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Greenwashing in Graphs: an ExxonMobil Story


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Earlier this year, ExxonMobil released its annual Advancing Climate Solutions report detailing the company’s current and planned contributions to a net-zero future. Put another way—earlier this year, ExxonMobil released its annual greenwashing report, outlining its purported progress towards addressing climate change, a problem the company helped to create.

I reviewed ExxonMobil’s two most recent reports (2023/2024) to evaluate the scientific rigor of its claims. And as a scientist and data visualization enthusiast, I found the reports misleading at best, dishonest at worst, and nowhere is this more obvious than in the graphs. These reports prey on the audience’s lack of scientific literacy, and rely on slick, colorful, and yet meaningless graphics to do so—a sign that while ExxonMobil’s strategy may have changed, its output of disinformation continues.  

Like so many scientists, I learned to evaluate scientific papers by starting with the figures. Tables, graphs, and maps showcase the evidence and underlying data that scientists use to support their results and conclusions.

By looking at a graph, you can learn important information like how many measurements or observations were made, what units they were made in, the geographic extent of the research, and the type of models used—all which provide information that help to interpret findings. If a paper is working with a sample size of one, for instance, that’s going to determine how broadly applicable their findings may be.  Similarly, if a study modeled the impact of rising temperatures in arctic tundra, I won’t be assuming those results translate to ecosystems like tropical savannahs.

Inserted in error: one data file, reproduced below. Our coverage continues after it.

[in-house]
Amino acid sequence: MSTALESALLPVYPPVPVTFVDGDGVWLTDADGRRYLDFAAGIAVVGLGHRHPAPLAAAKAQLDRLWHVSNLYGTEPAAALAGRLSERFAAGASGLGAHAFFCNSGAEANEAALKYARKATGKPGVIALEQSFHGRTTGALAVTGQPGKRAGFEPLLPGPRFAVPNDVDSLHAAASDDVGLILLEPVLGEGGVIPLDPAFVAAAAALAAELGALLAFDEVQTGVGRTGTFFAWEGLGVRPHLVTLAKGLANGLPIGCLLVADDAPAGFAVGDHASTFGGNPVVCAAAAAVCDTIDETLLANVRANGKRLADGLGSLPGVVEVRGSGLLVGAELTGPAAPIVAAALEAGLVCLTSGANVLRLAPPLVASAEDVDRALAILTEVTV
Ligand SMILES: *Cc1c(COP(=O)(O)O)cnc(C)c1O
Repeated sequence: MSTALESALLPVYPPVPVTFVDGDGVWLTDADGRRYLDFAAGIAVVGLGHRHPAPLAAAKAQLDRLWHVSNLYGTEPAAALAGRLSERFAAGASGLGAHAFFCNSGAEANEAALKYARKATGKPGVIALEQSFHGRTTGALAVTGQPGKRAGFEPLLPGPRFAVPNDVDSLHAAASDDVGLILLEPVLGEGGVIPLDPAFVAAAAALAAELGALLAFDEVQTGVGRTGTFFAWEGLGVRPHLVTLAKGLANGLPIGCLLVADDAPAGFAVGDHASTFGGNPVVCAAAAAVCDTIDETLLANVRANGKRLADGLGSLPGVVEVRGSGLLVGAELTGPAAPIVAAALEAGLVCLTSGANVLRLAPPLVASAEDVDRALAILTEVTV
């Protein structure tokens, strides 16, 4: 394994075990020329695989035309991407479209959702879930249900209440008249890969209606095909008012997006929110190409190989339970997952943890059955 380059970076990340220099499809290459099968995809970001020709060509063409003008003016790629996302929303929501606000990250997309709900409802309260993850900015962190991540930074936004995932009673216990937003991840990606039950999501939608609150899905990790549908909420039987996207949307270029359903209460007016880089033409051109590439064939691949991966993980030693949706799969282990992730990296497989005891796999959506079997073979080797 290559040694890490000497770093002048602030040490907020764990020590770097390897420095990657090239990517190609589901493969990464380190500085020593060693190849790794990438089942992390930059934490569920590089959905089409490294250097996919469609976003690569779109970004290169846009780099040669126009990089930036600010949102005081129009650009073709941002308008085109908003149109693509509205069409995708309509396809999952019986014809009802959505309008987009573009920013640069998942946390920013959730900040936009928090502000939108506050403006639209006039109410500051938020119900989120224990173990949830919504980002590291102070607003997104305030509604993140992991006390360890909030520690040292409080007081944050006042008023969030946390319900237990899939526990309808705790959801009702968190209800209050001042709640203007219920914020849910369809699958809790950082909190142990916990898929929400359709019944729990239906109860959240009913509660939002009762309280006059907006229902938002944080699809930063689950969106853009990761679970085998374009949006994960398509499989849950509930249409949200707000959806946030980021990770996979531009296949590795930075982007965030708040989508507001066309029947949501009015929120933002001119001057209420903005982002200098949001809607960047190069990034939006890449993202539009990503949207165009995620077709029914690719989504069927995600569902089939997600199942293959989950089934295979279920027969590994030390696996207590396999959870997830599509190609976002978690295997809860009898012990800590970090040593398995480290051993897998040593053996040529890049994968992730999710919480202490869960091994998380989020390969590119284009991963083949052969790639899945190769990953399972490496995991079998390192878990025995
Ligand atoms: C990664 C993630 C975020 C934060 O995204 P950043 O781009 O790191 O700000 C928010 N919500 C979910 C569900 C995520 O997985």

Figures also allow scientists to communicate uncertainty, a critical part of any scientific endeavor. Conversationally, uncertainty means something you don’t know—like I’m uncertain what I’m going to have for lunch (just kidding, I’m having beans). But scientifically, uncertainty means how well we know something—more like a confidence range, and usually visualized with confidence intervals or error bars depending on the data (I’m 90-95% confident that I’ll be having beans for lunch).

Measuring and communicating uncertainty is essential to good science, which is why graphs are such a good place to start when reading a scientific paper—on their own, figures can contextualize raw information, communicate uncertainty, and visualize key takeaways.

To illustrate this, here are two stellar examples:

Things I love about this graph:

clear takeaway—a steady increase in atmospheric carbon dioxide concentrations between 1958 and present day
consistently labeled axes
obvious explanation of a very small color change